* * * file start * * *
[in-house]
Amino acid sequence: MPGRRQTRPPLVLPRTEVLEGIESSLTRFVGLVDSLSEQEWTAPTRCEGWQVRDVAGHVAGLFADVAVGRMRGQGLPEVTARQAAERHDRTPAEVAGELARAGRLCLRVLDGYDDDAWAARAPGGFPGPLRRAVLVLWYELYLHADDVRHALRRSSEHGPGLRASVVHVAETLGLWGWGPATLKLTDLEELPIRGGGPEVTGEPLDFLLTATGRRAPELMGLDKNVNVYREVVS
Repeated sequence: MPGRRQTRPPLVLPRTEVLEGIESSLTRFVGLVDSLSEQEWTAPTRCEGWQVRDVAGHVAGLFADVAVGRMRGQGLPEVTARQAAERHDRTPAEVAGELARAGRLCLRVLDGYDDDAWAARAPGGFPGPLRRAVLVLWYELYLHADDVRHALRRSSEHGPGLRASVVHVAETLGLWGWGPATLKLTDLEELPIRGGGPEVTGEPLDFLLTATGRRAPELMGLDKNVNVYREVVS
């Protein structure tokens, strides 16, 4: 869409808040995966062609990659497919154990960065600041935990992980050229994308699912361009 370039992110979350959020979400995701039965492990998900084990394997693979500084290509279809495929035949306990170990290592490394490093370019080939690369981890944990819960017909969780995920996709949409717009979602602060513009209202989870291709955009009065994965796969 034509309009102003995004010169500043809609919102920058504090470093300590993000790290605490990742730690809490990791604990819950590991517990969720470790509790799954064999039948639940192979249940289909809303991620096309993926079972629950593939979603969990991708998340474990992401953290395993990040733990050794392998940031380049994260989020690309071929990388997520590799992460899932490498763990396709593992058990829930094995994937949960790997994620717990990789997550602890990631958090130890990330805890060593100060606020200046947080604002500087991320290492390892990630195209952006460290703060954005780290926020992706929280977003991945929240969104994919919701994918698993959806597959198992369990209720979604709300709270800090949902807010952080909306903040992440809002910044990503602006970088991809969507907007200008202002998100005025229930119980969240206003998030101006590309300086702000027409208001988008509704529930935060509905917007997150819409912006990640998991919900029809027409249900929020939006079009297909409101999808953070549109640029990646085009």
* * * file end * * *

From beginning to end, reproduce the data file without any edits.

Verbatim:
[in-house]
Amino acid sequence: MPGRRQTRPPLVLPRTEVLEGIESSLTRFVGLVDSLSEQEWTAPTRCEGWQVRDVAGHVAGLFADVAVGRMRGQGLPEVTARQAAERHDRTPAEVAGELARAGRLCLRVLDGYDDDAWAARAPGGFPGPLRRAVLVLWYELYLHADDVRHALRRSSEHGPGLRASVVHVAETLGLWGWGPATLKLTDLEELPIRGGGPEVTGEPLDFLLTATGRRAPELMGLDKNVNVYREVVS
Repeated sequence: MPGRRQTRPPLVLPRTEVLEGIESSLTRFVGLVDSLSEQEWTAPTRCEGWQVRDVAGHVAGLFADVAVGRMRGQGLPEVTARQAAERHDRTPAEVAGELARAGRLCLRVLDGYDDDAWAARAPGGFPGPLRRAVLVLWYELYLHADDVRHALRRSSEHGPGLRASVVHVAETLGLWGWGPATLKLTDLEELPIRGGGPEVTGEPLDFLLTATGRRAPELMGLDKNVNVYREVVS
């Protein structure tokens, strides 16, 4: 869409808040995966062609990659497919154990960065600041935990992980050229994308699912361009 370039992110979350959020979400995701039965492990998900084990394997693979500084290509279809495929035949306990170990290592490394490093370019080939690369981890944990819960017909969780995920996709949409717009979602602060513009209202989870291709955009009065994965796969 034509309009102003995004010169500043809609919102920058504090470093300590993000790290605490990742730690809490990791604990819950590991517990969720470790509790799954064999039948639940192979249940289909809303991620096309993926079972629950593939979603969990991708998340474990992401953290395993990040733990050794392998940031380049994260989020690309071929990388997520590799992460899932490498763990396709593992058990829930094995994937949960790997994620717990990789997550602890990631958090130890990330805890060593100060606020200046947080604002500087991320290492390892990630195209952006460290703060954005780290926020992706929280977003991945929240969104994919919701994918698993959806597959198992369990209720979604709300709270800090949902807010952080909306903040992440809002910044990503602006970088991809969507907007200008202002998100005025229930119980969240206003998030101006590309300086702000027409208001988008509704529930935060509905917007997150819409912006990640998991919900029809027409249900929020939006079009297909409101999808953070549109640029990646085009």